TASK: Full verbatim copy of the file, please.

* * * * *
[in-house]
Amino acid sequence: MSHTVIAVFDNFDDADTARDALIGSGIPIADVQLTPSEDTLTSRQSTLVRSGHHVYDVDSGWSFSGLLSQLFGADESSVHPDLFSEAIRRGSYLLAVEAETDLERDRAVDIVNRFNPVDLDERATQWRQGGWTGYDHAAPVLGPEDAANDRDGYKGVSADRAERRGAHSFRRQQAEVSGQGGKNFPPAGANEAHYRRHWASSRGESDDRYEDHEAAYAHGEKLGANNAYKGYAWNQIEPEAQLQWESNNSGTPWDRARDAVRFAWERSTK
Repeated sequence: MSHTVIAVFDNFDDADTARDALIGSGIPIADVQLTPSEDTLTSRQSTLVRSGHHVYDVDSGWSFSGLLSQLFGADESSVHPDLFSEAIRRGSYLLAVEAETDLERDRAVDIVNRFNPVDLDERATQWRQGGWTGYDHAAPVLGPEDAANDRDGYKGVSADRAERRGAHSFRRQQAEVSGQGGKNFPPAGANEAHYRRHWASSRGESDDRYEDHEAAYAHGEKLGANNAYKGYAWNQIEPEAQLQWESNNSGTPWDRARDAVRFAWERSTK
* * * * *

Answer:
[in-house]
Amino acid sequence: MSHTVIAVFDNFDDADTARDALIGSGIPIADVQLTPSEDTLTSRQSTLVRSGHHVYDVDSGWSFSGLLSQLFGADESSVHPDLFSEAIRRGSYLLAVEAETDLERDRAVDIVNRFNPVDLDERATQWRQGGWTGYDHAAPVLGPEDAANDRDGYKGVSADRAERRGAHSFRRQQAEVSGQGGKNFPPAGANEAHYRRHWASSRGESDDRYEDHEAAYAHGEKLGANNAYKGYAWNQIEPEAQLQWESNNSGTPWDRARDAVRFAWERSTK
Repeated sequence: MSHTVIAVFDNFDDADTARDALIGSGIPIADVQLTPSEDTLTSRQSTLVRSGHHVYDVDSGWSFSGLLSQLFGADESSVHPDLFSEAIRRGSYLLAVEAETDLERDRAVDIVNRFNPVDLDERATQWRQGGWTGYDHAAPVLGPEDAANDRDGYKGVSADRAERRGAHSFRRQQAEVSGQGGKNFPPAGANEAHYRRHWASSRGESDDRYEDHEAAYAHGEKLGANNAYKGYAWNQIEPEAQLQWESNNSGTPWDRARDAVRFAWERSTK